All very good questions ... and one of the reasons why the Goals and Objectives of the group are TBD.
What I would like to do is work toward a consensus about things this group would like to achieve, using as inspiration Ghandi's quote, "Be the change you want to see in the world."
I put up the ChipIn banner to see if anyone here was interested in contributing to a microfinance fund to help finance cacao and chocolate businesses in developing countries through Kiva.org. So far that has attracted no interest and I will take it down at the end of the month if there is still no interest in it.
One thing I could do is to organize trips to cocoa co-ops in places like Ecuador and Mexico where we could go and work alongside cacao farm families and participate in an activity that could add meaningful value to them. For example, the group that is traveling could collectively finance and then build a community cacao drying pad or fermentation facility.
These are just two examples (microfinance and eco-work/tours) of directly lending a hand.
I don't know that I have all the answers - or even any answers. I do want to start the dialog so that those of us who are interested can become involved and directly lend a hand.
that sounds fabulous--the service learning trip down to a cocoa co-op sounds amazing. i worked in americorps for a bit, where people i know created their own service learning trip to the border of mexico/texas...it seems like something like that could be a possibility related to chocolate. a non-student version would be great.
i'd like to see how people up in the states could make a difference from where they live, as well--does purchasing/promoting power really affect the co-ops as much as i would like to think it does? does it matter if i promote a delicious direct trade bar over a delicious non-enviro/socially responsible bar? which bars/companies are more/least responsible? is there a chart? has someone done research?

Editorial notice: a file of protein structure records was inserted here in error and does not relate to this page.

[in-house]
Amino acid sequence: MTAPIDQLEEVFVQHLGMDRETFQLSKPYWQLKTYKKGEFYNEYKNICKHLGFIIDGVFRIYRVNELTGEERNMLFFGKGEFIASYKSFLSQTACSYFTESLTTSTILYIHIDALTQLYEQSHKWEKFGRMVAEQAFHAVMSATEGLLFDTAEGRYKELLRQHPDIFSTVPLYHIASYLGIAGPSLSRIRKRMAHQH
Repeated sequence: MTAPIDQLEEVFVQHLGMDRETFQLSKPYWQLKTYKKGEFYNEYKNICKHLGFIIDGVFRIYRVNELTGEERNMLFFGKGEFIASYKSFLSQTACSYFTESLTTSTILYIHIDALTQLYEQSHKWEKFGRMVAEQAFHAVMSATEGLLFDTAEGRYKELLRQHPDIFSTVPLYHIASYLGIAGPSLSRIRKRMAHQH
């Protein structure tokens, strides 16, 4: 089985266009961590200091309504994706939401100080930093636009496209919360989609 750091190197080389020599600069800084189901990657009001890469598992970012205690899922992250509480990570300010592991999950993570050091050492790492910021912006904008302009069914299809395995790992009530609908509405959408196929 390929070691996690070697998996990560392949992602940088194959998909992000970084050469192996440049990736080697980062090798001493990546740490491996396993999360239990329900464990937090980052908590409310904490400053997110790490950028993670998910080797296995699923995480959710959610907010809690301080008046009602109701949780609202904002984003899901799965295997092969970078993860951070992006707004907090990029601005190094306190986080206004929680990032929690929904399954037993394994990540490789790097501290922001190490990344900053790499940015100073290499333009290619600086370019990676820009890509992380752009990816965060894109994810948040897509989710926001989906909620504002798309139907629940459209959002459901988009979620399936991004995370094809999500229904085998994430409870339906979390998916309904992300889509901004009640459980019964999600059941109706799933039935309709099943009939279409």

i don't really understand the micro-finance fund, and don't really have any extra money to be able to donate. what can those of us with limited funds do to help?
I agree that it should not just be up to NGO's or NPO's to assist tropical farmers.
The tropical farmers that need assistance usually do not have the ability to make their needs known - nor the time or resources to be involved in directing their futures beyond their fields.
Patricia Rain - aka the 'Vanilla Queen' - has been attempting to form the International Tropical Farmer's network with mixed success.
A more direct and commerce-driven approach to supporting tropical farmers would seem to be the best means to start ensuring a more level playing field for tropical farmers in second and third world countries.
With the advent of Internet trade and communication, I envision being able to import vanilla, chocolate and cocoa beans directly into the country from growers and co-ops and then selling the products directly to the consumers. This would ensure that a greater part of the profit goes directly to those who produced the goods.
This may not work on a large scale, but for gourmet and single-source, non-perishable tropical products, this would seem a good place to start.
I also like the concept of a micro-fund to promote cocoa farming. We may need to go beyond that to facilitate appropriate growth and assistance. Who has what types of cocoa plants where and would they be willing to share and assist others? Is there a cocoa plant registry anywhere? I'd be apt to pay to have some cocoa plants shipped from an established farmer to a start-up farm where I know that the fledgling farmer has the support to make a success of the new enterprise.
A working trip to a Mexican or South American cocoa farm? I'd like to be all over that. It would depend upon when and where.